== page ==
Grateful for my mother

I have always been close to my mother.  We are great friends, travel companions, and confidants.  I have laughed with her so hard that my stomach hurts and tears roll down my cheeks.  We have been on many adventures together.  We worked together. We found and bought our vacation home in Costa Rica together.  We've made and shared friends together.  I even lived with her for eight months when I was 32 - In fact, I was living with my mom when Ted and I started dating.

My mom and I have also had some of the most major blow out fights I've ever known.  The most memorable blow out was when she came to visit me while I was living in Israel.  I was 21 and feeling pretty adult, having spent the previous 7 months living abroad.  As we traveled around the country together, we were at each others throats.  I felt pretty confident about how to move around in what was considered a pretty unstable time (when isn't it?).  She was more adventurous, wanting to explore places that I thought were risky or dangerous.  I have always been cautious - she has always thrown caution to the wind.  We ended up in a screaming match in downtown Jerusalem the day before we were leaving for a 5 day tour of Cairo.  "I can't wait to get there!", she screamed "I'm going to make all new friends on the bus and we are going to take pictures together and stay in touch after we leave and you can make your own friends!"  It's hilarious to me now - it was actually hilarious to me then too.  What was most hilarious is that when we got there, we found out that we were the only ones booked on the tour.  Not one friend was to be made.  We laughed and laughed and still laugh about it.

Last year was a very hard year for my mom and I, despite the obvious reasons.  I decided to write a bit about it because so many of the other grieving parents I have spoken to over the last 22 months have shared similar experiences with me about their relationships with their own parents since their loss.

When I look back, I remember that everyone in the hospital room with us and Max was in shock.  We were all feeling devastated, sad, out of our minds.  It felt then like we were a team.  We had each other.  I think I thought we would leave that hospital and continue to be a team - holding each other in our pain, going through hell together, crying over the tragic end to the happiest nine and a half months of our lives.  I think I thought we would grieve together.  That isn't what happened....with any of us.  I still don't even know who grieved and who didn't - or if anyone didn't - or if everyone did.  I honestly just don't know.  I know everyone was upset-  but I am not sure if everyone felt destroyed, like me.  I am not saying they weren't destroyed, I just really have no idea.  As it turns out, grief is so personal, that some people just never even talk about it.  No wonder people keep telling me how "honest" I am - there were times like I felt I was the only one willing to admit that the landscape of my life was completely changed - that the good I had known was gone - and that I was (am) completely devastated and unhinged.  As I've mentioned before - I KNOW Ted felt (feels) the same way - but our expression of that pain was completely different and it was sometimes (often) hard to relate to each other.  We have closed that gap tremendously since the early days but it will always be hard I am sure.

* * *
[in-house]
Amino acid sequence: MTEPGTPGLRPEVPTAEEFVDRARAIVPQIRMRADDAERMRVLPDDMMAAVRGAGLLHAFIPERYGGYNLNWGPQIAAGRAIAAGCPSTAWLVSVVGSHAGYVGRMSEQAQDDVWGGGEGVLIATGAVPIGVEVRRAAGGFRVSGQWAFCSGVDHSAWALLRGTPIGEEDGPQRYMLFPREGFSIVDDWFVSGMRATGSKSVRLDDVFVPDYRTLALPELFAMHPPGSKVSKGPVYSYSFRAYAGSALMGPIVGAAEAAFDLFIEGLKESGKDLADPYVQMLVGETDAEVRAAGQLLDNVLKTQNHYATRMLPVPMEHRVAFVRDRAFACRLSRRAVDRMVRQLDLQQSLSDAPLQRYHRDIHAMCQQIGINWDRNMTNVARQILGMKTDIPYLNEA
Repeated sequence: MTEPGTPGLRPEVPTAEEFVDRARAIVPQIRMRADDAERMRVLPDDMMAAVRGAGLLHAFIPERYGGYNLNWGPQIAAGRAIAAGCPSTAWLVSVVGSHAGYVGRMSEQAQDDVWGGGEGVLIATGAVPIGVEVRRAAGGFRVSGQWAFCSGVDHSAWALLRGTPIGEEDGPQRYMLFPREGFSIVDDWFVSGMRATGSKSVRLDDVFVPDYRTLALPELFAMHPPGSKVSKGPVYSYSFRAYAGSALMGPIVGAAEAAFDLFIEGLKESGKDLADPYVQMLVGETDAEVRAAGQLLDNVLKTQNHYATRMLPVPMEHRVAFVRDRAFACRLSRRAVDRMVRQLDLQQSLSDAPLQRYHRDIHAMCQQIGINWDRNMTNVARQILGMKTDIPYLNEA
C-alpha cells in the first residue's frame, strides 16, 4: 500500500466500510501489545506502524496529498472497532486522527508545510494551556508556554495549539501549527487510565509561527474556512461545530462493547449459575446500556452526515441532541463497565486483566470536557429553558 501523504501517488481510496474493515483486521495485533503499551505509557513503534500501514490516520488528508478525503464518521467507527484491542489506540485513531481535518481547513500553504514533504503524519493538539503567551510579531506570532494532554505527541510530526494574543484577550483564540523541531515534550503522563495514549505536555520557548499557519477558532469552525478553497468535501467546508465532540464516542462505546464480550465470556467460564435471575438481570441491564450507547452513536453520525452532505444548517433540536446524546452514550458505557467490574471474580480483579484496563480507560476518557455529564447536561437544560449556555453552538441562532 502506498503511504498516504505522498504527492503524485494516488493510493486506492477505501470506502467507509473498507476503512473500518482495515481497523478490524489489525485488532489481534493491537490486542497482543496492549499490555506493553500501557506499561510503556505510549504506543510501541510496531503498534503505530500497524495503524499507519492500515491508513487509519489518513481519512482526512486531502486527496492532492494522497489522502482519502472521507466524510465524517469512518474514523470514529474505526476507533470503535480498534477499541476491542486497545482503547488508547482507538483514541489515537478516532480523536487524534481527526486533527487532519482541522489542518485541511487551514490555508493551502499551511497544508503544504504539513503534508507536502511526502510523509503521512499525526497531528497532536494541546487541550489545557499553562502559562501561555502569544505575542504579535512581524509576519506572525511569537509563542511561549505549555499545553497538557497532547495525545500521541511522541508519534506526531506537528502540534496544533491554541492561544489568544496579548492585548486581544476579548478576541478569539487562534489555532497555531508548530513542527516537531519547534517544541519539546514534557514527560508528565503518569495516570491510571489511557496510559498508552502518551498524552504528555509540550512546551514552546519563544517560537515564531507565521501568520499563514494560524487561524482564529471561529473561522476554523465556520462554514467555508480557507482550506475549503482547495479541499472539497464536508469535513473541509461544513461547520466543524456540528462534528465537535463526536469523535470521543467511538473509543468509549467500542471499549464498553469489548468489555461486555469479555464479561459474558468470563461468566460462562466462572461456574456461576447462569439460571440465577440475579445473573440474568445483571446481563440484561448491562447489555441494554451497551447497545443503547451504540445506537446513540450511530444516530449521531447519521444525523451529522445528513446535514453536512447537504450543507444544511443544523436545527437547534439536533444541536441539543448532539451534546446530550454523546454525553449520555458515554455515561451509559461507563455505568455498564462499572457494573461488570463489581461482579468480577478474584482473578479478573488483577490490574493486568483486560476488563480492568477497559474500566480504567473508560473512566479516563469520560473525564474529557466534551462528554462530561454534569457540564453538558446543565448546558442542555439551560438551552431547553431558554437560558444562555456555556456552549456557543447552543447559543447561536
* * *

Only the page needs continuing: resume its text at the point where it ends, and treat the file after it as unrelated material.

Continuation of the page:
I am not sure if my mom had delayed grief, or if she just needed to keep busy, or if she wanted to demonstrate strength to me - but I felt we didn't connect.  I felt all alone in my grief and I needed her.  I felt that there was nobody who could relate to me.  There were people I could call, who would listen (and I am so lucky to have had those people - SO LUCKY!), but they didn't know and love Maxie the way we did.  Nobody was really saying "My life feels ruined too and I just want to sit and cry with you"....and that is ok in retrospect but at the time, it didn't feel ok.  It felt very very very lonely.  I just wondered how every single person who loved Max didn't feel just like me (again, they may have - I just didn't know) - all of the emptiness, the darkness, and the pain.  Ted told me many times, "not everyone feels ruined".  I couldn't even imagine it.  Still can't.

Max was my mom's only grandchild - he was wild about her and she felt the same about him.  She babysat for us - he had overnights there - he even spent a whole weekend there while we attended a wedding when he was about five months old.  I knew she had to be out of her mind.  I knew it!  How could she not be?  But, when I saw her, I would cry and cry and she was generally so busy with work that she couldn't let herself go there and it made me mad.  I wanted her to sit on my couch with me and hold me and cry and scream at god and I don't know.....I wanted to know that he was SO loved that his absence had caused a deep dark hole in the lives of everyone who knew him.  I would end up so upset that she was being so strong and distant, that I would get mad at her, and then she would leave with hurt feelings....causing her to feel even more distant - widening the gap.  This went on for months.  MONTHS.  I finally stopped calling her for support.  We just weren't on the same page.  I don't think it was anyone's fault.  Human interaction is already very complicated - Mother/ Daughter relationships are some of the most complicated out there - communicating through grief is like speaking to someone in morse code.  It's just hard to understand.